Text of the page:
07 Mar A ‘feisty’ woman’s guide to gendered and sexist words we must stop using – PRONTO!
Sexism comes in many forms. Sometimes it’s blatant. Sometimes it’s subtle.
In fact, it can often be so subtle that we’re not even aware of it.
I believe the best example of this subtlety exists in our language: everyday words and phrases with sexist connotations that perpetuate harmful gender norms.
So this International Women’s Day, I’m doing my part to help us all (however woke or well-meaning we may be) become more self-aware – and sensitive to the language we use.
First thing’s first: ‘Feminist’ is not a dirty word
The Macquarie Dictionary defines a feminist as “a person who supports the belief that women should have the same rights and opportunities as men.”
Kind of a no-brainer, right?
And I’ve good reason to believe that everyone I’m close to – in both my personal and professional life – is a feminist.
So why are many men (and some women) so quick to reject the label… even when they genuinely believe in gender equality?
I suspect it stems from the dated stereotype that deems all feminists as strong, forceful, angry, man-hating women.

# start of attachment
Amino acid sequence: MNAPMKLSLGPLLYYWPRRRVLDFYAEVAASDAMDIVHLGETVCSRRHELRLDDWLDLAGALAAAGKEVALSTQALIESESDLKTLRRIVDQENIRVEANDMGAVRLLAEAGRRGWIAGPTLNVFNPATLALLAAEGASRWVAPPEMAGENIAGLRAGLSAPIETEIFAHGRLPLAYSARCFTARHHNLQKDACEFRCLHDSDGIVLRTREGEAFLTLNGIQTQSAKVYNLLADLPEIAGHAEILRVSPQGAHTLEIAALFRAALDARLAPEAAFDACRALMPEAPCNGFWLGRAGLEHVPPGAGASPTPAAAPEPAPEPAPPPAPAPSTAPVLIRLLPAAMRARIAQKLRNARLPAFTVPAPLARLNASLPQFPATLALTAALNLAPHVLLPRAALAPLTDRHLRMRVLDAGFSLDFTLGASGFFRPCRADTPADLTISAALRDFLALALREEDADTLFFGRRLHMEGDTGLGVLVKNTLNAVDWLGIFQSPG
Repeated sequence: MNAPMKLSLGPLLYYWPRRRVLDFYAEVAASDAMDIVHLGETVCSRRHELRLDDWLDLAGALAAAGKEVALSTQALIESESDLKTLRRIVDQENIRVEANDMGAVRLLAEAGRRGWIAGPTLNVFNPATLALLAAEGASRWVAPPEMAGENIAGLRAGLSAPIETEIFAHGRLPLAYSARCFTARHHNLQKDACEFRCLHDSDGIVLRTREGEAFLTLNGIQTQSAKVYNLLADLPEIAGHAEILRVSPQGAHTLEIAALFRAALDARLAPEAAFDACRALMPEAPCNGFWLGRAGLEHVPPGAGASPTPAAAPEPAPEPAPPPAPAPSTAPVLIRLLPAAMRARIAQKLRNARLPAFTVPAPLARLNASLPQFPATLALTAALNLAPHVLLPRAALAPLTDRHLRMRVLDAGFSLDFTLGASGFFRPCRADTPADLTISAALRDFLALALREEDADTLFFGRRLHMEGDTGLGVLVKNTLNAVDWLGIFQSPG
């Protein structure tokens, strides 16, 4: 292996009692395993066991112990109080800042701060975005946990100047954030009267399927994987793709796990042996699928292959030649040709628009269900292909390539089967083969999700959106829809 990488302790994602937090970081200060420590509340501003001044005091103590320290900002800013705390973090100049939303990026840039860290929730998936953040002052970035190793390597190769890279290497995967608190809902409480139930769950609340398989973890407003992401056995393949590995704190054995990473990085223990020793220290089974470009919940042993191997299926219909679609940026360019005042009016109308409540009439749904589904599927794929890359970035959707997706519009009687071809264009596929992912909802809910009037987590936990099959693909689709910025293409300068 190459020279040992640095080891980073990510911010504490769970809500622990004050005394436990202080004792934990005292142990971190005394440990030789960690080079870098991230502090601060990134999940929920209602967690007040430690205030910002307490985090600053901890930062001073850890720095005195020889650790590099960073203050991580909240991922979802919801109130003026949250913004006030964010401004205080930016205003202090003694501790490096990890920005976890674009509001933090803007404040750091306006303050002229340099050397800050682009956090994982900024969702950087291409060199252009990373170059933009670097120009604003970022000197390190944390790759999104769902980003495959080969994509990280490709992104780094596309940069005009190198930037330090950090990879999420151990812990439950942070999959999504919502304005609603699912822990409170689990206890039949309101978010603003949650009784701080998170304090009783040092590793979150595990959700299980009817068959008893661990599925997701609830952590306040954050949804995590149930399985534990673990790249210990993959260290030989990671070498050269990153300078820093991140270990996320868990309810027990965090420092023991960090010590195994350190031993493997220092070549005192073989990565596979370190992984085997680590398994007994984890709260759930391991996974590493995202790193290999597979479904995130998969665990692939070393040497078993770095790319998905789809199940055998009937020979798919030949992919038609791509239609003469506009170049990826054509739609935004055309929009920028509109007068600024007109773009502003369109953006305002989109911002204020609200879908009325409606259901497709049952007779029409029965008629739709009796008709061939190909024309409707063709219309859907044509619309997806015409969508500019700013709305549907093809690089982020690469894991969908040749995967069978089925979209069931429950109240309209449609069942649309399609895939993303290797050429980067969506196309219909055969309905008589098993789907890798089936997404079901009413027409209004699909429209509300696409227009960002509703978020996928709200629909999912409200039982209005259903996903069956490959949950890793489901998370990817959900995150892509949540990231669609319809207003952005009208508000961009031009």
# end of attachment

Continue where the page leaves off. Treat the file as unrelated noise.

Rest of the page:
But, dear reader, it’s 2022. And high time we left that toxic typecast behind.
Do you believe in equal rights and opportunities for men and women?
If so, hello feminist 😉
Newsflash: Men are not made of steel
Why do we want and expect all men to be strong, brave and powerful… all the damn time?
And why do we use certain words and phrases that reinforce this expectation – leaving no room for men to be vulnerable or emotional (like, say… I don’t know… a WOMAN)?
Words and phrases like:
- Sissy: When directed at a man, this label implies that he is being too feminine – which, in turn, implies that women are weak.
- Man up: This phrase once again singles out women as the weaker sex. And tells men they must always be tough to be accepted and respected.
- Grow a pair: Apparently, a man’s strength and courage comes directly from his testicles. (A particularly ironic conclusion given that the slightest knock to this region causes him to double down in pain and squeak like a mouse.)
- Pussy: A pussy is not just a disrespectful way to describe female genitals. It’s also used as a derogatory term for men who are considered scared or pathetic. (Once again, ironic given that many women push humans out of this body part.)